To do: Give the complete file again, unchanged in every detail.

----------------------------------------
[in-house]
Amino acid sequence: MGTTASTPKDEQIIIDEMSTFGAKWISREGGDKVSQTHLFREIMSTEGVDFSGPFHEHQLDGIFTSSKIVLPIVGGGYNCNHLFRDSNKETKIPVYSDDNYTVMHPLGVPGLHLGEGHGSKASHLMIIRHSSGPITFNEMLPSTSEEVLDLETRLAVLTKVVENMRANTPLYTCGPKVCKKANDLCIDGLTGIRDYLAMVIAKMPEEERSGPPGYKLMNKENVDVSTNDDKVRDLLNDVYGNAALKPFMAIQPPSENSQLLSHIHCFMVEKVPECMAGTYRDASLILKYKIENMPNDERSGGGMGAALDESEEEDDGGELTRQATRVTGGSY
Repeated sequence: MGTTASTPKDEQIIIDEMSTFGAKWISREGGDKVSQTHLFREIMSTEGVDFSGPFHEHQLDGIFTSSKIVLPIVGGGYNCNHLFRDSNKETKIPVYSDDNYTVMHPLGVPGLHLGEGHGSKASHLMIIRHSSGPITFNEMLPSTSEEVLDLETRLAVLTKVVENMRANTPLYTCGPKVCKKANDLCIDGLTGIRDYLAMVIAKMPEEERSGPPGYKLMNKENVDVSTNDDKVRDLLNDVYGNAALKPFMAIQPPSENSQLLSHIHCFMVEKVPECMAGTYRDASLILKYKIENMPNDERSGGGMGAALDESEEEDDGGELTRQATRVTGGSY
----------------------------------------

[in-house]
Amino acid sequence: MGTTASTPKDEQIIIDEMSTFGAKWISREGGDKVSQTHLFREIMSTEGVDFSGPFHEHQLDGIFTSSKIVLPIVGGGYNCNHLFRDSNKETKIPVYSDDNYTVMHPLGVPGLHLGEGHGSKASHLMIIRHSSGPITFNEMLPSTSEEVLDLETRLAVLTKVVENMRANTPLYTCGPKVCKKANDLCIDGLTGIRDYLAMVIAKMPEEERSGPPGYKLMNKENVDVSTNDDKVRDLLNDVYGNAALKPFMAIQPPSENSQLLSHIHCFMVEKVPECMAGTYRDASLILKYKIENMPNDERSGGGMGAALDESEEEDDGGELTRQATRVTGGSY
Repeated sequence: MGTTASTPKDEQIIIDEMSTFGAKWISREGGDKVSQTHLFREIMSTEGVDFSGPFHEHQLDGIFTSSKIVLPIVGGGYNCNHLFRDSNKETKIPVYSDDNYTVMHPLGVPGLHLGEGHGSKASHLMIIRHSSGPITFNEMLPSTSEEVLDLETRLAVLTKVVENMRANTPLYTCGPKVCKKANDLCIDGLTGIRDYLAMVIAKMPEEERSGPPGYKLMNKENVDVSTNDDKVRDLLNDVYGNAALKPFMAIQPPSENSQLLSHIHCFMVEKVPECMAGTYRDASLILKYKIENMPNDERSGGGMGAALDESEEEDDGGELTRQATRVTGGSY